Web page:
Covering ChaosAll Exhibits
Peter Jennings, Canadian Television Network
Peter Jennings was in the Toronto airport on November 22, 1963, when he heard the news that President Kennedy had been shot. He immediately looked at the departure board and saw that there was a flight to Dallas leaving in a matter of minutes. Jennings ran to a payphone and called his news director at the Canadian Television Network, asking to go to Dallas. Although his request was refused, Jennings jumped on the plane to Dallas to cover the story anyway. Before Jennings landed he had become a hero at the news station, with camera teams and producers on the way not far behind him.
Bob Schieffer, Fort Worth Star-Telegram
When Bob Schieffer answered the phone at the Fort Worth Star-Telegram on Friday, November 22, he received a strange request. A woman was asking for a ride to the Dallas police station. "Madam, this is not a taxi service, and besides, the president has been shot," Schieffer told her. She responded, "Yes, I know. … I think my son is the one they’ve arrested." It was Lee Harvey Oswald's mother. Schieffer quickly made arrangements to pick her up. Wearing a snap-brim hat to blend in with the detectives, Schieffer stayed with Marguerite Oswald at the police station until he was kicked out hours later—all the while listening to her complain that no one would feel sorry for her or help her out financially.
Jim Lehrer, Dallas Times Herald
Jim Lehrer began his coverage of President Kennedy's visit to Dallas at Love Field, as a reporter for the Dallas Times Herald. He was to file a report on the president's arrival and departure from the airport. Lehrer watched as the president broke protocol and went to the fence to shake hands with the excited crowd. "Everything about it struck me as extraordinary," he recalled. In less than an hour his assignment changed. Instead of a report on Love Field, Lehrer wrote a front-page story on the valiant efforts of the Secret Service. Later, he went to the police station where he remained all night. "I was there when they brought in Lee Harvey Oswald. I was there when they brought him into this news conference in the middle of the night." Standing near Lehrer was Jack Ruby.
Robert MacNeil, NBC Radio/Television
Preparing his notes for a 1:00 p.m. radio newscast, Robert MacNeil was aboard the first White House press bus in the presidential motorcade when he heard what sounded like automobile backfire. Realizing he had heard gunshots, MacNeil ran to the front of the bus and grabbed the driver's hand, saying, "Stop the bus! Open the door!" As he quickly exited the bus, it took off around the corner. The air filled with sound. "It's as though thirty choirs had all gone berserk and were screaming … out of pitch." He instantly knew something awful had happened. MacNeil focused on finding a telephone. The first building he came to was the Texas School Book Depository. As he approached the door he ran into a dark-haired young man in shirtsleeves. "Where's there a phone?" MacNeil asked. "You'd better ask inside," the young man answered. Locating a phone, MacNeil called the NBC newsroom: "MacNeil, Dallas. Urgent! Urgent!” Pulling from his wire service background, MacNeil made his first report. It was not until 1965 that MacNeil learned from author William Manchester that the young man may have been Lee Harvey Oswald.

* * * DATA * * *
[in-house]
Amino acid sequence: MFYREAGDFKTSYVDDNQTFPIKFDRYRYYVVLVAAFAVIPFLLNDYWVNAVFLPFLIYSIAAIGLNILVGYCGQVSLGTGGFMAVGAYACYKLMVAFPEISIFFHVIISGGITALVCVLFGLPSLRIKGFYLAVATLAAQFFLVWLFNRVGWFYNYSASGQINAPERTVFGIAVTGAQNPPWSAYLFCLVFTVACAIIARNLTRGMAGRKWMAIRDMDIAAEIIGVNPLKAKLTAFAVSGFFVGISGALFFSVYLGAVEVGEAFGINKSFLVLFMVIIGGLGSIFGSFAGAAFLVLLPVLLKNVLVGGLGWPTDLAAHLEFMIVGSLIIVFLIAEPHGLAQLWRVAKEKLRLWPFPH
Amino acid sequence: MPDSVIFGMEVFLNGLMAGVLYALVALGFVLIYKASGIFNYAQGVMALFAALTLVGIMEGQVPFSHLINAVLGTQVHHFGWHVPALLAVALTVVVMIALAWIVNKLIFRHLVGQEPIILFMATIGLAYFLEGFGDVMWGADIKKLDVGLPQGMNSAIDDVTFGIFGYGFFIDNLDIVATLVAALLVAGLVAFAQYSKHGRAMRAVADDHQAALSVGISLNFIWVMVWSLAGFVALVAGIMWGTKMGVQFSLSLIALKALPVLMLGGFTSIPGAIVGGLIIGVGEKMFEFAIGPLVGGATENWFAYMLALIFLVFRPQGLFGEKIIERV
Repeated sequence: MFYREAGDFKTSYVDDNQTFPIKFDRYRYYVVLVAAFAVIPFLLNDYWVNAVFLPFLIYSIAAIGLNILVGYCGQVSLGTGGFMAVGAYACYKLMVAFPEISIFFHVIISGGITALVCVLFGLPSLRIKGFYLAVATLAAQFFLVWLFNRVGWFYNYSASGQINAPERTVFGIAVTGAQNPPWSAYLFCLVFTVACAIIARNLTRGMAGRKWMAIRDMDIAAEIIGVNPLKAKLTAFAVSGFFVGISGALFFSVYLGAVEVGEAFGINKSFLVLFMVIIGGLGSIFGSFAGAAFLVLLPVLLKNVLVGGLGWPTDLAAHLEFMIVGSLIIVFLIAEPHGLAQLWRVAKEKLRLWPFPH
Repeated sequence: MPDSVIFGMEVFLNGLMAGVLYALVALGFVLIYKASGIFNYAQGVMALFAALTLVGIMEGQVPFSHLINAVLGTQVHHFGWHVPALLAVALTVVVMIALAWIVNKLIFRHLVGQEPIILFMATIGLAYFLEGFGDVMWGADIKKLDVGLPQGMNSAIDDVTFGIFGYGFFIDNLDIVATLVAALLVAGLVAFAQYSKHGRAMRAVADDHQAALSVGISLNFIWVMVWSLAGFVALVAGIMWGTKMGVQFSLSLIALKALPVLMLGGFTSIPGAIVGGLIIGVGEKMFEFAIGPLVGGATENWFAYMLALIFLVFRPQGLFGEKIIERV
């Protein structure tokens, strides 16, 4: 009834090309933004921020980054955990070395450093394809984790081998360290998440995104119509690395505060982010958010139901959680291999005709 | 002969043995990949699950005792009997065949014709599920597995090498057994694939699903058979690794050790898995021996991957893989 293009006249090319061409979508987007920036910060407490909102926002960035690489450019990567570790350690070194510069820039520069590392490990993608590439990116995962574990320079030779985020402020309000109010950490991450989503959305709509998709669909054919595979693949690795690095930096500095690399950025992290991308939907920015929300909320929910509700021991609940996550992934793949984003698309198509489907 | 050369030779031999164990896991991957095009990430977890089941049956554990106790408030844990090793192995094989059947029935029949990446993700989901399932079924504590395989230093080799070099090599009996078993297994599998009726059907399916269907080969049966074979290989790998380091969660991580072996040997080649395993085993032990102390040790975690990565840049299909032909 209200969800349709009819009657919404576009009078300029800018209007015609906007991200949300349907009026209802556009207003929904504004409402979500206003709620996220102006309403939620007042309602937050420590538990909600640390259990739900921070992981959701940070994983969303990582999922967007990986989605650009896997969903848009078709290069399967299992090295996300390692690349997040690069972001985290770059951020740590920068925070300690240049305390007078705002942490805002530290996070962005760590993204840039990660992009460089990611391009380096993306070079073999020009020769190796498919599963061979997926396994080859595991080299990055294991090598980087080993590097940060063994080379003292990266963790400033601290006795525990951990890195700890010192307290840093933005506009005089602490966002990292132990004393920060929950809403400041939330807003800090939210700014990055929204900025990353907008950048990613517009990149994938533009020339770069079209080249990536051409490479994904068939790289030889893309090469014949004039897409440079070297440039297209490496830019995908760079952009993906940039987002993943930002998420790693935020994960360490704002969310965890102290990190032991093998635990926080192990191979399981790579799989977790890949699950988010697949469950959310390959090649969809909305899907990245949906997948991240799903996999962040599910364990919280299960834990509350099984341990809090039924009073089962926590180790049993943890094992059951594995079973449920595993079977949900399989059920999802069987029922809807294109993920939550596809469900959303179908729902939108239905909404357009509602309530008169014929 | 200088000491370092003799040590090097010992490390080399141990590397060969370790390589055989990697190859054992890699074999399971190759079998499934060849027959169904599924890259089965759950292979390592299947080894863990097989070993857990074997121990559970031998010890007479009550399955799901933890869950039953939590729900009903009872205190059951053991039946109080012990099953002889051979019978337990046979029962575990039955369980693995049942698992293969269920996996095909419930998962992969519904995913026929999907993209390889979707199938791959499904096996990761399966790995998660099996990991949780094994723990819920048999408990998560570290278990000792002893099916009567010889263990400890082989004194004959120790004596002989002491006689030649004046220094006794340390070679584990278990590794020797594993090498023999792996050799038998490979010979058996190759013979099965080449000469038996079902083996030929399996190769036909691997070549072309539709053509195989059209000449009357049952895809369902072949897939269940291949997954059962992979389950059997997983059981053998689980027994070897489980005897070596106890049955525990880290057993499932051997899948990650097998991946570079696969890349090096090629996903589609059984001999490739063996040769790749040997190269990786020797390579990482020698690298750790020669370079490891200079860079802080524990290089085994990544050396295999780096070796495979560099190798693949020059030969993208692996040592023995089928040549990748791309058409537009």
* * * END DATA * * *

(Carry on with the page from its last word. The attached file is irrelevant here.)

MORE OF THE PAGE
Dan Rather, CBS Radio/Television
Realizing that something had gone terribly wrong, Dan Rather made his way to Dallas CBS affiliate KRLD and telephoned Parkland Memorial Hospital. A switchboard operator told him that the president had been shot and then connected him with a doctor. Without identifying himself, the doctor told Rather that he believed the president was dead and hung up. Rather immediately called CBS News in New York with these unconfirmed reports. "I was on the phone with [CBS Radio officials in] New York and I told them what the situation was, and a man named—I believe it was Mort Dank, Sr.—said, 'The president is dead.' And I said, 'Yes, I think he's dead.' Now, frankly, there wasn't any doubt in my mind he was dead, but I thought we were going to discuss what we were going to do with this information. And the next thing I heard was CBS Radio playing 'The Star-Spangled Banner' and [announcer] Alan Jackson saying the president was dead." Suddenly the enormity of what had happened hit Rather. What if he had blundered and reported incorrectly? Still on the phone with CBS, Rather heard Eddie Barker's report on KRLD Radio. The news was confirmed 15 minutes later when acting Press Secretary Malcolm Kilduff announced officially that President Kennedy had died of a gunshot wound to the head.